The San Juan National Forest is considering a vegetation management plan that includes logging ponderosa pine forests northeast of Dolores.
An environmental assessment will be released in February for the Salter Vegetation Management Project.
The project proposes a combination of actions that include timber harvest, tree planting and prescribed burns covering 22,346 acres north of Dolores.
Proposed treatment areas are in the vicinity of Salter Y, Plateau Creek, Carlyle Point, Turkey Knoll and Boggy Draw.
Dolores District Ranger Derek Padilla said the proposed projects’ goals are to increase the stand diversity of the ponderosa pine forest ecosystem, improve ponderosa forest resiliency and provide economic opportunities for the timber industry.
The proposed project would lower pine stocking levels, reduce the presence of dwarf mistletoe disease and remove infested bark beetle trees and dead trees, according to project scoping documents.
“It would create gaps and small openings in the dense canopy to allow sunlight to reach the forest floor,” management documents state. “Fuel burning would reduce duff, exposing bare soil and creating improved conditions for new tree seedlings to establish.”
Padilla said the timber harvest is part of a series of recent logging projects made possible by interest from larger timber companies in the area: Ironwood, Aspen Wall Wood, Aspen Wood Products, and Montrose Forest Products.
The San Juan National Forest timber program has become “pretty active” in the past few years, and the proposed Salter project is a continuation of that, Padilla said during a meeting with Dolores town officials Jan. 11.
“We went from having one to two timber sales per year, and selling about 24,000 (hundred cubic feet) of timber on annual basis, now we are in the 60,000 (hundred cubic feet) range,” per year, he said.
The timber harvests reduce overgrown forests in the area, he added, helping to lessen risks for larger wildfires and pine beetle outbreaks.
“This project is an effort to reduce stocking and increase resilience and health of ponderosa pine stands to create a more natural forest,” Padilla said. “Our attempt is to maintain forest stand health so we do not lose it to wildfire, beetle kill, or disease.”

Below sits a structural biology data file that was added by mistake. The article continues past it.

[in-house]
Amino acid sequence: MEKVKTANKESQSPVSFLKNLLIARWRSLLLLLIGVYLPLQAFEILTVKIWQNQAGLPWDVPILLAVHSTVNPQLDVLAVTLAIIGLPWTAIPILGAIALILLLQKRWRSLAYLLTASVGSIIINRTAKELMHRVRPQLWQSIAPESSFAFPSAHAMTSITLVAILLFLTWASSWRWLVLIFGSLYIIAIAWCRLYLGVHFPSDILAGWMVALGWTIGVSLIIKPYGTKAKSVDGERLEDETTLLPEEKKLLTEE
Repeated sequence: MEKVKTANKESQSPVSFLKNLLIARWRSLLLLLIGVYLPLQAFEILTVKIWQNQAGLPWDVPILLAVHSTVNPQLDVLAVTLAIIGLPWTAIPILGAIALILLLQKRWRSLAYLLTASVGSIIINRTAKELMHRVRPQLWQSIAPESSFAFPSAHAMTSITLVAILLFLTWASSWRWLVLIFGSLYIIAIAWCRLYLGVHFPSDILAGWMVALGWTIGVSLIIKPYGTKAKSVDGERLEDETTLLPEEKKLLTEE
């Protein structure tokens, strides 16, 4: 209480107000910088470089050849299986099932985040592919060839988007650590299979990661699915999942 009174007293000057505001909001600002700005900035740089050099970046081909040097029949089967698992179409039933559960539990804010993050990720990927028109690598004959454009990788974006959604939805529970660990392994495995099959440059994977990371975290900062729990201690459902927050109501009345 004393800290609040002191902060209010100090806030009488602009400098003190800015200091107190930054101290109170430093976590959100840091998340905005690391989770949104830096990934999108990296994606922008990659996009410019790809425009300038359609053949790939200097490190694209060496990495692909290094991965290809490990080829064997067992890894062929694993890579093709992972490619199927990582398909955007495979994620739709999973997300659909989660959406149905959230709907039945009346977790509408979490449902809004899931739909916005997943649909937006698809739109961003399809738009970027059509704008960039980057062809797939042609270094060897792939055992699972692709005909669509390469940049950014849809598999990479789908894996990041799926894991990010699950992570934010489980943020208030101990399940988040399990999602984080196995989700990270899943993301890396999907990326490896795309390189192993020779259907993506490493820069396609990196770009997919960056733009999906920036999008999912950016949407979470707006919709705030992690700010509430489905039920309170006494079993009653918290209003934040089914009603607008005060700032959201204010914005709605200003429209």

The logging’s impact on recreation in the area north of Dolores is a concern expressed by the public during the scoping process, Padilla said, and the environmental analysis will take a hard look at the issue. Logging truck traffic was another concern.
Based on similar projects in the forest, officials expect an average of nine loaded logging trucks going through the town of Dolores per day during the harvest season. If approved, the harvest could take seven to 10 years. The estimated traffic is an average; on some days, there will be no trucks, on others, there could be many.
“What are the recreational concerns?” asked Dolores Town Board member Sheila Wheeler.
A portion of the vegetation management project is in the Boggy Draw area popular for cyclists, hikers, ATV users and campers, said San Juan Forest Recreation planner Tom Rice.
He said maintaining trail recreation and dispersed camping at Boggy Draw would remain a focus.
“We want to try and reduce the impact to the trail system as much as possible, leaving as many trail opportunities available to the public while also working with the timber operators who may have the opportunity to remove timber from the area,” Rice said.
Board member Jen Stark asked about traffic and public safety.
Padilla said additional signage could be placed in and near Dolores to advise the public to be on the lookout for logging trucks.
Increased logging traffic through town over the years could put additional wear and tear on town streets, said Dolores Town Manager Ken Charles. How to pay for road damage will be considered.
Other activities associated with Salter Vegetation project would include maintenance-related road-work in the forest. The work would be performed before, during or after forest treatments.
The majority of the roadwork would involve reshaping and smoothing of the road surface and restoring associated drainage ditches or rolling dips.
Some roads that have been closed or unused for 20 to 30 years would reopen for the timber harvest, then be closed again. No new permanent roads are proposed to be built with this project, though temporary roads may be required to reduce the need for excessive tractor skidding and allow wood products to be moved to the permanent road system.
The temporary road segments would be decommissioned within five years of first use.
After the draft environmental assessment is released in February, the public will have 30 days to comment.
Comments are reviewed and addressed, then a draft decision notice will be issued.
A 45-day objection period follows the release of the final environmental analysis and draft decision notice. If no objections are received, the final decision will be signed and implemented. If objections are received there will be a 45-day period for resolutions of the identified issues.